“We’re not doing any monetization that way whatsoever,” she reiterates when pressed for confirmation that the startup won’t be participating in monetizing user attention via ads. “The data we collect is strictly confidential and only used for the purpose of providing a customized user experience.”
So how, then, does 28 intend to monetize the product — assuming it’s able to scale usage as hoped? (She says its goal is to get to a million users in the next 12 months.)
“Right now we’re a freemium model and luckily our investors support that decision because we want to get as many women in line with their cycle as possible and learning about their cycle — but when we do monetize in the future it’ll likely be through premium content and physical products,” she suggests, hinting at a possible subscription plan ‘premium’ option down the line.
“We have some R&D on a physical product right now in development that will go with 28,” she adds, declining to specify exactly what kind of kit it’s working on. (It’s not hard to imagine the wide range of products that could be offered for sale to a community of active, health-conscious women — not least supplements which the product may simultaneously be suggesting a user ‘needs’ at a given point in their menstrual cycle.)
Who is the typical 28 user? The service is being geared toward women of any age, per Hugoboom — and is generally aimed at “holistic, health-conscious” woman — but she suggests young 20s is “probably” the primary demographic — as they may be at an age where they’re looking for a natural alternative to hormonal contraception.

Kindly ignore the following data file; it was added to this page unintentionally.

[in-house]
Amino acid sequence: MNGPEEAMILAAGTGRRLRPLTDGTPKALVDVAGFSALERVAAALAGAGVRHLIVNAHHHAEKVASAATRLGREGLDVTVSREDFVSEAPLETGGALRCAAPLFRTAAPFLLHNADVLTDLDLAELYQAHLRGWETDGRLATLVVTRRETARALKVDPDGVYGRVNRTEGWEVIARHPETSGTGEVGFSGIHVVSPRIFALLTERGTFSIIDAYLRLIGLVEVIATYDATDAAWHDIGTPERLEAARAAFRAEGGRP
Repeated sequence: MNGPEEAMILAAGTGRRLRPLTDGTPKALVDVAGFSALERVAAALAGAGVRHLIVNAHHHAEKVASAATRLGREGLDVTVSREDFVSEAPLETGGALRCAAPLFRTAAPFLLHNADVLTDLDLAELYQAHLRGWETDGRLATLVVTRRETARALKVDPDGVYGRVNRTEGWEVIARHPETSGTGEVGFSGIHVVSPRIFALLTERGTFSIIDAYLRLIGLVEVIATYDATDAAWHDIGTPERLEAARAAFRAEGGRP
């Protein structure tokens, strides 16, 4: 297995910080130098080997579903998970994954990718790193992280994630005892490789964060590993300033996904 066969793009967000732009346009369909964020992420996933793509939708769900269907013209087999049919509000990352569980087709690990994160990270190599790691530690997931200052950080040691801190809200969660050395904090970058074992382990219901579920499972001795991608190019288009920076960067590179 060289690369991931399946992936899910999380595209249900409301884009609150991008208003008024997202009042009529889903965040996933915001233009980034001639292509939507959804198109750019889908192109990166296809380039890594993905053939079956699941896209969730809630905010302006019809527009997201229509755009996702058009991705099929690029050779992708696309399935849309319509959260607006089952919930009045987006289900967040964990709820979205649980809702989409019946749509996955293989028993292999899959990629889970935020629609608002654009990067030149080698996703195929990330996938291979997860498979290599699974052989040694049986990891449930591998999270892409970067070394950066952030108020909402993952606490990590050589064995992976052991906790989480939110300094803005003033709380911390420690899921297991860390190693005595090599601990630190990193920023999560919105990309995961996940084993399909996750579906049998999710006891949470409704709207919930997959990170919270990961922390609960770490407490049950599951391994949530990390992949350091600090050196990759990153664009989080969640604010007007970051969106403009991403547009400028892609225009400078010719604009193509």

Is she comfortable building a business out of the U.S. that’s focused on women’s health — and processing data about their reproductive cycles — at a time when women in the country can face stark legal consequences for trying to access health services like abortion following the Supreme Court decision to overturn Roe v. Wade? The decision, earlier this year, led to a number of states banning abortions and means pregnant women in affected regions of the U.S. can risk prosecution for seeking an abortion or if they lose their babies and authorities suspect a termination is not a natural miscarriage.
“We’re not selling any user data so I don’t think there would be an issue. It’s just women learning about their natural cycle and how they can benefit themselves so I don’t really think there’s any conflict there,” she responds on that, adding: “We talked to our lawyers about it a couple of weeks ago, when the decision [to overturn Roe v. Wade] came out, and realistically it would be very hard [for state prosecutors to subpoena data that could pose a legal risk to users].”
We were also curious about 28’s choice of lead investor.
Peter Thiel, whose fund Thiel Capital is leading its seed, may not seem the obvious choice of backer for such a female-focused business — given certain (infamous) libertarian views, expressed in an essay some years ago, when he implied that the enfranchisement of women was bad for democracy. But Thiel’s interest here is perhaps a measure of the rising value investors are, at long last, beginning to place on women’s health startups — as the white-male-dominated VC class is, seemingly, starting to cotton on to the scale of the opportunity to sell stuff to half the world’s population.
Hugoboom says the seed investment from Thiel Capital came about after her husband (and her co-founder) got an intro to Peter Thiel through a mutual friend. “While I can’t speak for him I think the idea of creating a whole new category in women’s health was what intrigued [Thiel]. Like, why hasn’t anyone done this this way was the general feeling?”
“I think he’s a brilliant investor and he’s known for investing in people solving difficult problems so I’m excited to have him on board,” she adds.